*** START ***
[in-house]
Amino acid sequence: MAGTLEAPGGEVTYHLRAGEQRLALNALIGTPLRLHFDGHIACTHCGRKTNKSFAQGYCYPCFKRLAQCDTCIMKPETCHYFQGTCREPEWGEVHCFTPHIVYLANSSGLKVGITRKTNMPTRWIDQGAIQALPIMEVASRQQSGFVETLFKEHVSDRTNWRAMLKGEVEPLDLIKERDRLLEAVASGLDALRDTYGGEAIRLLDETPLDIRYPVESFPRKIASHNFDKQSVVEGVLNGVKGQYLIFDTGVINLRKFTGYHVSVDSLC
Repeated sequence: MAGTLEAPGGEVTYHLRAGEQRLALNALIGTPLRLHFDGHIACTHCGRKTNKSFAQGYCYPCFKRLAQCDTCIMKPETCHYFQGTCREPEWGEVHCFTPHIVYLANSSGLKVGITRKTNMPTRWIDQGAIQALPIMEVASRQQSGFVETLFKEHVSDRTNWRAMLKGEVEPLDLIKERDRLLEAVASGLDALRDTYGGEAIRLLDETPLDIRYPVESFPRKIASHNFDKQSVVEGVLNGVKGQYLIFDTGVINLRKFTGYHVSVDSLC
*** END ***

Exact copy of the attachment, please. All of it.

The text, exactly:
[in-house]
Amino acid sequence: MAGTLEAPGGEVTYHLRAGEQRLALNALIGTPLRLHFDGHIACTHCGRKTNKSFAQGYCYPCFKRLAQCDTCIMKPETCHYFQGTCREPEWGEVHCFTPHIVYLANSSGLKVGITRKTNMPTRWIDQGAIQALPIMEVASRQQSGFVETLFKEHVSDRTNWRAMLKGEVEPLDLIKERDRLLEAVASGLDALRDTYGGEAIRLLDETPLDIRYPVESFPRKIASHNFDKQSVVEGVLNGVKGQYLIFDTGVINLRKFTGYHVSVDSLC
Repeated sequence: MAGTLEAPGGEVTYHLRAGEQRLALNALIGTPLRLHFDGHIACTHCGRKTNKSFAQGYCYPCFKRLAQCDTCIMKPETCHYFQGTCREPEWGEVHCFTPHIVYLANSSGLKVGITRKTNMPTRWIDQGAIQALPIMEVASRQQSGFVETLFKEHVSDRTNWRAMLKGEVEPLDLIKERDRLLEAVASGLDALRDTYGGEAIRLLDETPLDIRYPVESFPRKIASHNFDKQSVVEGVLNGVKGQYLIFDTGVINLRKFTGYHVSVDSLC